Determining the primary mechanisms contributing to therapeutic change is a central topic within marriage and family therapy (MFT), and psychotherapy literature. The MFT concept of therapeutic change is the transition from a pathological to a functional family system through the therapist’s interventions. Research studies show virtually every type of psychotherapy, including MFT, has proven to be more effective than no treatment. Efficacy research demonstrates that although MFT works, we know little about why it is effective.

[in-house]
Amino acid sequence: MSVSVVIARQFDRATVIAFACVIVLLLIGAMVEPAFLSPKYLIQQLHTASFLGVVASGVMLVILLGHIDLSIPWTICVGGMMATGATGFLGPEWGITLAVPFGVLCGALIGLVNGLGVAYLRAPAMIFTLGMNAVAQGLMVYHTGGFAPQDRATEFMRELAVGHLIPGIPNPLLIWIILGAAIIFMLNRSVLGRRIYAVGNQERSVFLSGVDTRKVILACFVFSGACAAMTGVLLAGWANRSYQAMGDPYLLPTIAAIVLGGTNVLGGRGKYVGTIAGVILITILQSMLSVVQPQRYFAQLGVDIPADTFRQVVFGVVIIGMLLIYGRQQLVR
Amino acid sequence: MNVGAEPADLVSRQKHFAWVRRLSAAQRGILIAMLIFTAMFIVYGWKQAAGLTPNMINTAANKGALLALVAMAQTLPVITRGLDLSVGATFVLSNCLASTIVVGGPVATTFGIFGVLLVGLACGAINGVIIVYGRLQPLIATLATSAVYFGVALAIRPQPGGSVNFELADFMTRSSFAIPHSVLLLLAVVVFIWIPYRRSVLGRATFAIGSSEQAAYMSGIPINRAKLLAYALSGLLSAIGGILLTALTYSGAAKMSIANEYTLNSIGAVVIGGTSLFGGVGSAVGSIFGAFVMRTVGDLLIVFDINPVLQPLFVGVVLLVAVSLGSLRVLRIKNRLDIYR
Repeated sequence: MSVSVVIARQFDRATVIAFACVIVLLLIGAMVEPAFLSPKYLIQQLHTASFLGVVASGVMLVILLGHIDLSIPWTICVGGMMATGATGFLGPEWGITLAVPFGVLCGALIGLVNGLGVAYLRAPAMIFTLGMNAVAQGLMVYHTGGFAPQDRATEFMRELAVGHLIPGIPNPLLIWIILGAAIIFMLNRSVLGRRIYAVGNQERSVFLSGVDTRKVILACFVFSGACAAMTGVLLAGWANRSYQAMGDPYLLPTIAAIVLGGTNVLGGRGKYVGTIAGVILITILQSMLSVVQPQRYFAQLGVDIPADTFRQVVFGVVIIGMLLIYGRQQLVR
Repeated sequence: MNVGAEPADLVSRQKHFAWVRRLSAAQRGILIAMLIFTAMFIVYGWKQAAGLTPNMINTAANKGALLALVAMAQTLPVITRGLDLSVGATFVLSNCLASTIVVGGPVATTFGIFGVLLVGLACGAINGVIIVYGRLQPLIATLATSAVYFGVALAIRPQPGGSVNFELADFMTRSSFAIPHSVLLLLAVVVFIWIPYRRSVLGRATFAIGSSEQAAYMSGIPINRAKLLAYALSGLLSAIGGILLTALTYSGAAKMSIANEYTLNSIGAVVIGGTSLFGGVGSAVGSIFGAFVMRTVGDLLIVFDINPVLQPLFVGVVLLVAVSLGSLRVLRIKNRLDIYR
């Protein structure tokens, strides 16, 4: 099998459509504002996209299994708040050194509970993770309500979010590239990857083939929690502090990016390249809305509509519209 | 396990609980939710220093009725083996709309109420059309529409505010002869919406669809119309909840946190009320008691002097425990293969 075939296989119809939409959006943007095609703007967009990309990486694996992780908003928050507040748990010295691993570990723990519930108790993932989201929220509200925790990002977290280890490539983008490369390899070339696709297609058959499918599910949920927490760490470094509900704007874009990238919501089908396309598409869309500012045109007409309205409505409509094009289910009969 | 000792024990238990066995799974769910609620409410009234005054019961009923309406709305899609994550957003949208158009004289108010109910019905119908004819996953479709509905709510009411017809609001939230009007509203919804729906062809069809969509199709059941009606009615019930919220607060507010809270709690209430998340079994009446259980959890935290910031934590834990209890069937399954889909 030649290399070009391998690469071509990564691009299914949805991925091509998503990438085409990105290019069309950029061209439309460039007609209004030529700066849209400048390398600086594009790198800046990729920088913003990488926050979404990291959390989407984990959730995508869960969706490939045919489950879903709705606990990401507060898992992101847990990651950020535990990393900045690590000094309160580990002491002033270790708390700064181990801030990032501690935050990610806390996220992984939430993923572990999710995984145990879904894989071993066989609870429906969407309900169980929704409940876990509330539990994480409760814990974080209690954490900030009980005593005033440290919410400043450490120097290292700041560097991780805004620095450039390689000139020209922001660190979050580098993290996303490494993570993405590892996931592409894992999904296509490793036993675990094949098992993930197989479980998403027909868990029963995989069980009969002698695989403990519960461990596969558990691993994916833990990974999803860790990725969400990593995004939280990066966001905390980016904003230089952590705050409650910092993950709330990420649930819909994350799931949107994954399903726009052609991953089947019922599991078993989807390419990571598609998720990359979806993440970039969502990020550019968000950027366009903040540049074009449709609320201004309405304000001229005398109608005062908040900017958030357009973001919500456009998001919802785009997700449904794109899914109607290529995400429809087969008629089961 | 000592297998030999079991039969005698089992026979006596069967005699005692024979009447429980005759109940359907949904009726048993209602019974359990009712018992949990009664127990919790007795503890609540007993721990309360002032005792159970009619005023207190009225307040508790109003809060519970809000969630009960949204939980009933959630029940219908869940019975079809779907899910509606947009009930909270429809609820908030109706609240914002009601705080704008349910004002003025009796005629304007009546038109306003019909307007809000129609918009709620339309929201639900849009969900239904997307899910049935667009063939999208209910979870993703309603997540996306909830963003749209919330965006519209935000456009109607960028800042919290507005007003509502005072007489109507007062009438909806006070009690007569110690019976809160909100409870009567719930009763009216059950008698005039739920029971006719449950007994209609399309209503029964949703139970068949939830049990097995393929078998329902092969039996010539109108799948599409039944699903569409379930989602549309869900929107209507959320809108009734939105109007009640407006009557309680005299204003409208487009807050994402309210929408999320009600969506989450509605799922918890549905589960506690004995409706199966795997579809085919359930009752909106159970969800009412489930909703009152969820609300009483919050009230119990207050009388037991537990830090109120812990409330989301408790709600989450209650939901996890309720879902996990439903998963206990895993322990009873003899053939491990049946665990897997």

In the current era of accountability, an adequate explanation of the process and mechanisms that contribute to the complex process of change is particularly relevant. A main component of accountability in MFT practice is unification within the field on the fundamental question of how the therapy MFTs provide leads to client change. Determining a common set of factors to explain successful therapy would be a major breakthrough; serving to simplify and focus practice, training and research. Identifying common ingredients to explain the complexity of MFT practice holds potential to unify competing theoretical schools.
Carissa D’Aniello is a graduate of Fairfield’s Marriage and Family Therapy Program.